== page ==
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A Dying Fall

A Dying Fall

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A Dying Fall

valoraciones:
4/5 (43 valoraciones)
Longitud:
377 página
6 horas
Editorial:
Publicado:
Mar 5, 2013
ISBN:
9780547793696
Formato:
Libro

Descripción

Ruth Galloway is shocked when she learns that her old university friend Dan Golding has died tragically in a house fire. But the death takes on a sinister cast when Ruth receives a letter from Dan written just before he died.

The letter tells of a great archaeological discovery, but Dan also says that he is scared for his life. Was Dan’s death linked to his find? The only clue is his mention of the Raven King, an ancient name for King Arthur.

Then Ruth is invited to examine the bones Dan found. Ruth travels to Lancashire–the hometown of DCI Nelson–with both her eighteen-month-old daughter, Kate, and her druid friend, Cathbad, in tow. She discovers a campus living in fear of a sinister right-wing group called the White Hand. She also finds that the bones revealed a shocking fact about King Arthur–and they’ve mysteriously vanished. When Nelson, visiting his mother in Blackpool, learns about the case, he is drawn into the investigation, especially when Ruth and his beloved Kate seem to be in danger. Who is willing to kill to keep the bones a secret?
Editorial:
Publicado:
Mar 5, 2013
ISBN:
9780547793696
Formato:
Libro

Sobre el autor

Elly Griffiths nació en Londres y trabajó en el mundo editorial durante varios años. Decidió dedicarse a la escritura cuando su esposo comenzó a estudiar Arqueología. Para su exitosa serie, con la arqueóloga Ruth Galloway como protagonista,  también contó con la inspiración de su tía, que le contaba leyendas y mitos de Norfolk. Los ecos del pantano, la primera novela de la serie, se ha publicado con gran éxito en nuestro país.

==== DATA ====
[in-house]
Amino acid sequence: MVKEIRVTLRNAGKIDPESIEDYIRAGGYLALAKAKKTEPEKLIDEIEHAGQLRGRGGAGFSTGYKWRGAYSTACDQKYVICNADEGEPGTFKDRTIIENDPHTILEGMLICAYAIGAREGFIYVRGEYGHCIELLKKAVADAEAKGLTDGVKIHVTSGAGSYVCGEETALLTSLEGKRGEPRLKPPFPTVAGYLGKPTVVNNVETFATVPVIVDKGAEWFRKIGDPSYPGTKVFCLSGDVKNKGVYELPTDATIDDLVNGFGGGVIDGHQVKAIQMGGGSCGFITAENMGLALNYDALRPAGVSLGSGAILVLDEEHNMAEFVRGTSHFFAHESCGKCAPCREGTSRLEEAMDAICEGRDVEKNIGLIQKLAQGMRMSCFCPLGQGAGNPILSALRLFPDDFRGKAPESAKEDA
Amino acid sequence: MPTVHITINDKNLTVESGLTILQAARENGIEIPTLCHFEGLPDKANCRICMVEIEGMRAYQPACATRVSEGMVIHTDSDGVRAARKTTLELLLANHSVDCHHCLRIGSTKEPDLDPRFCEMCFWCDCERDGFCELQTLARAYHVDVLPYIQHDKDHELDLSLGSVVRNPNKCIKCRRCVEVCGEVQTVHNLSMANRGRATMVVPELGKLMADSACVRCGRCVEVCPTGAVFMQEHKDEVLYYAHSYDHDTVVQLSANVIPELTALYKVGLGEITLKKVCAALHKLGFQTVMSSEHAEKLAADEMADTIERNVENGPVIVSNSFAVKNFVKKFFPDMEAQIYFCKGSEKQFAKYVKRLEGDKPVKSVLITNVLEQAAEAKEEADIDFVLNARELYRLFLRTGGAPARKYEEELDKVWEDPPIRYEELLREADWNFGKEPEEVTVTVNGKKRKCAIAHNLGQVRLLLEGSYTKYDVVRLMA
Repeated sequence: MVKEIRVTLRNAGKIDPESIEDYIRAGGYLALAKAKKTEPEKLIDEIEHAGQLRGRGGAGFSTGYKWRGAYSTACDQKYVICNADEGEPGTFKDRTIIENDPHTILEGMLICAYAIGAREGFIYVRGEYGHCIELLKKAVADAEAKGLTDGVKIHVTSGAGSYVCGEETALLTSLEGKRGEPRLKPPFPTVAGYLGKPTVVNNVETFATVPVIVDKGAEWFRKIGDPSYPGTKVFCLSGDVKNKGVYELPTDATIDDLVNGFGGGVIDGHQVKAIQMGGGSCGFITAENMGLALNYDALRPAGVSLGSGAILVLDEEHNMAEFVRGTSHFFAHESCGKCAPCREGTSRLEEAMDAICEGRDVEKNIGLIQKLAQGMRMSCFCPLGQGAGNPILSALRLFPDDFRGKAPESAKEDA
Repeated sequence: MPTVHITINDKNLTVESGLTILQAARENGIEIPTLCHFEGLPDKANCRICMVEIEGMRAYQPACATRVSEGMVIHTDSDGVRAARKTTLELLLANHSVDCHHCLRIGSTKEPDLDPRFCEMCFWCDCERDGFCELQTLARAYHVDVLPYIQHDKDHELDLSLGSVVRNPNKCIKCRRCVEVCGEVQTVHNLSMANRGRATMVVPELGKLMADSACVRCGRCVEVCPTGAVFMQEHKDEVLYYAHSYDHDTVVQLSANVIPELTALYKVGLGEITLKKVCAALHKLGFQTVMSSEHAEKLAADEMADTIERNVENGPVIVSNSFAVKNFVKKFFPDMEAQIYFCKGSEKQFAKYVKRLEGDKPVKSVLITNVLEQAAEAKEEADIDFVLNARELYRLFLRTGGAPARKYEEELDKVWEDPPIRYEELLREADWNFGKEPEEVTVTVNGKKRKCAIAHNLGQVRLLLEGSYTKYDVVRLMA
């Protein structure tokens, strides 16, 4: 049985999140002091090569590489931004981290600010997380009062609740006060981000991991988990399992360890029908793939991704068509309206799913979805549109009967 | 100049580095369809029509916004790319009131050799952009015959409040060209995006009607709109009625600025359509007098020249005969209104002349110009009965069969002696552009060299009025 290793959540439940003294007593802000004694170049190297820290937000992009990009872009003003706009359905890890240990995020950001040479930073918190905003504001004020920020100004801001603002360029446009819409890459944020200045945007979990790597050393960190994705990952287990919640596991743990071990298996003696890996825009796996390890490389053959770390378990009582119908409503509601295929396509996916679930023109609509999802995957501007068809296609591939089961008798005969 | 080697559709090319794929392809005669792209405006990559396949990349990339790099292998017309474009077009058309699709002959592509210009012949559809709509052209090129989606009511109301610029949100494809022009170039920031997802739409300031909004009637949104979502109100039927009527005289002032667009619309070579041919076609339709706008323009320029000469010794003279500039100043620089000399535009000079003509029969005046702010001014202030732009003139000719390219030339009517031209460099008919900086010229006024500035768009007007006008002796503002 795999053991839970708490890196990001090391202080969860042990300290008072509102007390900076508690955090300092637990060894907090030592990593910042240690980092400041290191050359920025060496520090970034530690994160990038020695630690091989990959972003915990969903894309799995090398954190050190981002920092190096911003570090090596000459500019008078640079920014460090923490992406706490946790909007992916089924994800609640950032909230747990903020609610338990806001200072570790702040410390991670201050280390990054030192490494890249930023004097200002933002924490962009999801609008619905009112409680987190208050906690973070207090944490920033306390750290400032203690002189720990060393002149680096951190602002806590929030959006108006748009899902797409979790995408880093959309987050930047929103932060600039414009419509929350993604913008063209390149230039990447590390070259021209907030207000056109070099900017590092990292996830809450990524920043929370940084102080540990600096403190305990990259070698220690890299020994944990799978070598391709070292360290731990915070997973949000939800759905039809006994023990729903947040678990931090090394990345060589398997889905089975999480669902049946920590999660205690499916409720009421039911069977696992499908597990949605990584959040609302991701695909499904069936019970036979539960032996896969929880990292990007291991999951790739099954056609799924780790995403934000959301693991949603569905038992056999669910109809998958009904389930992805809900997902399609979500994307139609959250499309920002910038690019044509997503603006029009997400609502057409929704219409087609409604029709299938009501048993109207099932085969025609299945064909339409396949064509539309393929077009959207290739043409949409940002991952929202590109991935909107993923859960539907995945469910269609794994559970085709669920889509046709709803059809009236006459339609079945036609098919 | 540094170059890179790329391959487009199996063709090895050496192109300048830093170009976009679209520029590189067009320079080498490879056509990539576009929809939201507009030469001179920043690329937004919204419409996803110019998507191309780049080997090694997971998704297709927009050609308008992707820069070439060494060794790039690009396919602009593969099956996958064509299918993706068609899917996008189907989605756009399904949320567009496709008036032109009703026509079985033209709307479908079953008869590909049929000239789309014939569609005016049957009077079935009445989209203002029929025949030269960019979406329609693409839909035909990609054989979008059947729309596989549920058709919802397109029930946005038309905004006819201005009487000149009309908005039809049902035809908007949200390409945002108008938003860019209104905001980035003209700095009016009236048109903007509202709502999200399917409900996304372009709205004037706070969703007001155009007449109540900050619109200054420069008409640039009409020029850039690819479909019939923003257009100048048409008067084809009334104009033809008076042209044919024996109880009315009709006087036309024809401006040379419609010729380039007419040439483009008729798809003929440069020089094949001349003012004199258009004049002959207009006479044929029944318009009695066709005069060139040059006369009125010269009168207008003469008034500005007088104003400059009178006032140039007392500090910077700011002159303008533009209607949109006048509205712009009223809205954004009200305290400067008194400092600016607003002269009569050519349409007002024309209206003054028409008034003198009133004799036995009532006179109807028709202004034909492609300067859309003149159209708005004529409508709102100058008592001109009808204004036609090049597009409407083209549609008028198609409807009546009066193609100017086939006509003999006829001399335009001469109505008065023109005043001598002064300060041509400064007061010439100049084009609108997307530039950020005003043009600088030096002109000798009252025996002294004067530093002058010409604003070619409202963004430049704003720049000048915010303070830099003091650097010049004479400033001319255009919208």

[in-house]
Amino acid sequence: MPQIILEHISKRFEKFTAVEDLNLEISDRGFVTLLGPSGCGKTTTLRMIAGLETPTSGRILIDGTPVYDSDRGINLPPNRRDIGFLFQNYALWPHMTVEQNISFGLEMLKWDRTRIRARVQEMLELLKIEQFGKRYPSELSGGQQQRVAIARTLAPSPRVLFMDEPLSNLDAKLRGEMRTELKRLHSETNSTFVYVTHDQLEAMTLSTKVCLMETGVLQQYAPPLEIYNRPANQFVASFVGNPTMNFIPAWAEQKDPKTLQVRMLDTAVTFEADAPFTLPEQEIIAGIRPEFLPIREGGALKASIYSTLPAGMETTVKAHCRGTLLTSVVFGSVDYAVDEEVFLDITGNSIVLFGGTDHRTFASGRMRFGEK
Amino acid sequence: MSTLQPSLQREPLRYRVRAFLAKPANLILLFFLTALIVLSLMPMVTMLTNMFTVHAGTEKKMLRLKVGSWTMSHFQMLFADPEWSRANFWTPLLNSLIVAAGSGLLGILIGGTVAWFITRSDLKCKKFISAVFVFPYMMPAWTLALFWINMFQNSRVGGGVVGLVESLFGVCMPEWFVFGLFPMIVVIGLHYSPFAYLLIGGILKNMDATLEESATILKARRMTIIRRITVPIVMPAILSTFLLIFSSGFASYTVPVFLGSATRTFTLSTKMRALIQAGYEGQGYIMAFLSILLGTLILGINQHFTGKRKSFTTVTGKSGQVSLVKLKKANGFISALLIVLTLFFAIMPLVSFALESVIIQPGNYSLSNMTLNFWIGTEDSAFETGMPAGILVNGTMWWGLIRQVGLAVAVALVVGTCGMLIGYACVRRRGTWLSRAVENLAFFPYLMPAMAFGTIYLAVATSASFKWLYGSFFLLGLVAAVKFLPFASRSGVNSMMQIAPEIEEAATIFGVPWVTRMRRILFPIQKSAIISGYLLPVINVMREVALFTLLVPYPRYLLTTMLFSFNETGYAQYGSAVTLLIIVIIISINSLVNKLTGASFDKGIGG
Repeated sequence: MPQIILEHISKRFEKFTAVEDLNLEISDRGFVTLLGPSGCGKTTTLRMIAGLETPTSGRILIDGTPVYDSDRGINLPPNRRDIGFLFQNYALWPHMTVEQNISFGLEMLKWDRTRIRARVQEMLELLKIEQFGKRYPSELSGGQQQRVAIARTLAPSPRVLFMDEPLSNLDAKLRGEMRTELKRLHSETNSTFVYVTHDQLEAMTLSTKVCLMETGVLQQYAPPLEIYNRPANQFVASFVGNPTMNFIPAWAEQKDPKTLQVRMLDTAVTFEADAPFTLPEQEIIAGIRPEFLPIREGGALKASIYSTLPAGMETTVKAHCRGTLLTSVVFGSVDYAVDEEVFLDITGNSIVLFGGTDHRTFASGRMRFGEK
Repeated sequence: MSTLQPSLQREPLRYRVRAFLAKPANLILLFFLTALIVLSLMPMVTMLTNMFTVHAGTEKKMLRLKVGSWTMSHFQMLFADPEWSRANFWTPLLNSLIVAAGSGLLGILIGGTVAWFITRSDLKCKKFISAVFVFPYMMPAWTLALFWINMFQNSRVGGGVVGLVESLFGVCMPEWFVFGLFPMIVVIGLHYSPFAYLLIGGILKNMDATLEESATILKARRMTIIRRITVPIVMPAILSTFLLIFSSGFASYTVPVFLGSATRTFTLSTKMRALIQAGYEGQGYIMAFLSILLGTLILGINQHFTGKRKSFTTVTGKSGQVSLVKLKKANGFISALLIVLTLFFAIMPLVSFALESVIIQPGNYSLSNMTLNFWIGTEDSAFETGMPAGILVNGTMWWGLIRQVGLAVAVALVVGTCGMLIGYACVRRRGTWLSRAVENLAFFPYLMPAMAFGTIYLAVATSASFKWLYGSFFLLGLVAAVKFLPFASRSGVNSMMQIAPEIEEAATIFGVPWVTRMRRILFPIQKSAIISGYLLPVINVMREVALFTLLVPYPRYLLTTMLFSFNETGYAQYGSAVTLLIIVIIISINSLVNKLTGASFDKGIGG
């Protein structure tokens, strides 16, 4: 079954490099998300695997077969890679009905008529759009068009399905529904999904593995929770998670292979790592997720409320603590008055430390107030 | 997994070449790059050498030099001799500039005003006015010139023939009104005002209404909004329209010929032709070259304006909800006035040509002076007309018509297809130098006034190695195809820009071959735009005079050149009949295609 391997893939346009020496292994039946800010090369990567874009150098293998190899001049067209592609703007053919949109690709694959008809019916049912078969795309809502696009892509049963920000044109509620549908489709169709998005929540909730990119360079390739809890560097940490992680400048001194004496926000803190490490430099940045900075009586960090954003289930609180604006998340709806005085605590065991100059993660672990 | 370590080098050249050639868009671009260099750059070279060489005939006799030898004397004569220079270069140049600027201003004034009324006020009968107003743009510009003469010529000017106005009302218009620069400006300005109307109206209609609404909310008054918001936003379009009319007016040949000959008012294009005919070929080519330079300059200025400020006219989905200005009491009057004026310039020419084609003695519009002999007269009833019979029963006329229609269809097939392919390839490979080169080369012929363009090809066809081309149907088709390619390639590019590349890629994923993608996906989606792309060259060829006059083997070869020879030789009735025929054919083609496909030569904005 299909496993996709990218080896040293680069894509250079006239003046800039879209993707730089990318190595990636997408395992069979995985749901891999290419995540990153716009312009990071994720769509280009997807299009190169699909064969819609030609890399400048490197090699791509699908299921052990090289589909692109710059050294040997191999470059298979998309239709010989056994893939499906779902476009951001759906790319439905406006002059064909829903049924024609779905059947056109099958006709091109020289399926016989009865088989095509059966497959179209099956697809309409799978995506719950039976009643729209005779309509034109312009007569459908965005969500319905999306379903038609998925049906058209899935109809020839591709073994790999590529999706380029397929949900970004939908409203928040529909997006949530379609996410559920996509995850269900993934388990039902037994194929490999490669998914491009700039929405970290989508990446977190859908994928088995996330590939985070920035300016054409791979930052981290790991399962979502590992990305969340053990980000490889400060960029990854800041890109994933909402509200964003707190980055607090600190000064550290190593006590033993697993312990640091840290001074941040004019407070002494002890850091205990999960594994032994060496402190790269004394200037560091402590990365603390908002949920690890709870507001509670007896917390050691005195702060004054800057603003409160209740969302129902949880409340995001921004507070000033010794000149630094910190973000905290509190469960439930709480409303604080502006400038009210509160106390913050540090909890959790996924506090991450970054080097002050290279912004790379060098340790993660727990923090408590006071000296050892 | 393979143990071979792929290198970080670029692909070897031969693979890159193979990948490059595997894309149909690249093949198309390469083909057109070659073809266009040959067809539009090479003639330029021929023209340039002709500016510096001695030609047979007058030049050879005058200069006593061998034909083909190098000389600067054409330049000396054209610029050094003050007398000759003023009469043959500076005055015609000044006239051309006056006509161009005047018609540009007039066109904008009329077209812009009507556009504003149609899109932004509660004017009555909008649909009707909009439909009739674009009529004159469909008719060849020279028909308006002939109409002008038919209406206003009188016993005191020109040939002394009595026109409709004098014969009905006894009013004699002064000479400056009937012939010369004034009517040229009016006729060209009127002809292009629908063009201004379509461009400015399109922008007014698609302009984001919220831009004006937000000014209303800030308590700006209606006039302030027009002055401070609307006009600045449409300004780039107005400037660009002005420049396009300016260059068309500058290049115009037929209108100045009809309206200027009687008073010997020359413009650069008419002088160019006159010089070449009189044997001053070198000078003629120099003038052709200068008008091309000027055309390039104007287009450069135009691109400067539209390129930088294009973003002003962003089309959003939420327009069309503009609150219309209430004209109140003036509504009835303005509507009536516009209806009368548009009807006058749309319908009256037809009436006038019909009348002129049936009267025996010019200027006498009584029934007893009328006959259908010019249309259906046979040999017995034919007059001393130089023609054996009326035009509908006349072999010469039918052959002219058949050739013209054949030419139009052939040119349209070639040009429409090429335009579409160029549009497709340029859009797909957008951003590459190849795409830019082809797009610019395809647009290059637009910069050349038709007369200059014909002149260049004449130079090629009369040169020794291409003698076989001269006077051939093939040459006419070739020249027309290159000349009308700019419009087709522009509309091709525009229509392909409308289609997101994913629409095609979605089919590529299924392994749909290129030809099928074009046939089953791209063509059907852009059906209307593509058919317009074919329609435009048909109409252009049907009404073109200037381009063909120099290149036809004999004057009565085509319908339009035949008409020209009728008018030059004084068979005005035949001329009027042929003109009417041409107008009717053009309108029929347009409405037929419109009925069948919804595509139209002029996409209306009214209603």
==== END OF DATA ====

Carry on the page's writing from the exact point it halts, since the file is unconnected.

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A Dying Fall - Elly Griffiths

HMH

First U.S. edition

Copyright © 2013 by Elly Griffiths

All rights reserved

For information about permission to reproduce selections from this book, write to trade.permissions@hmhco.com or to Permissions, Houghton Mifflin Harcourt Publishing Company, 3 Park Avenue, 19th Floor, New York, New York 10016.

hmhbooks.com

First published in Great Britain in 2013 by Quercus

Library of Congress Cataloging-in-Publication data is available.

ISBN 978-0-547-79816-5

Author photograph © Sara Reeve

eISBN 978-0-547-79369-6

v9.1020

For John Maxted and for Sarah and Michael Whitehead

‘That strain again! It had a dying fall:

O, it came o’er my ear like the sweet sound

That breathes upon a bank of violets

Stealing and giving odour! Enough, no more;

Tis not so sweet now as it was before . . .’

—Shakespeare, Twelfth Night

Prologue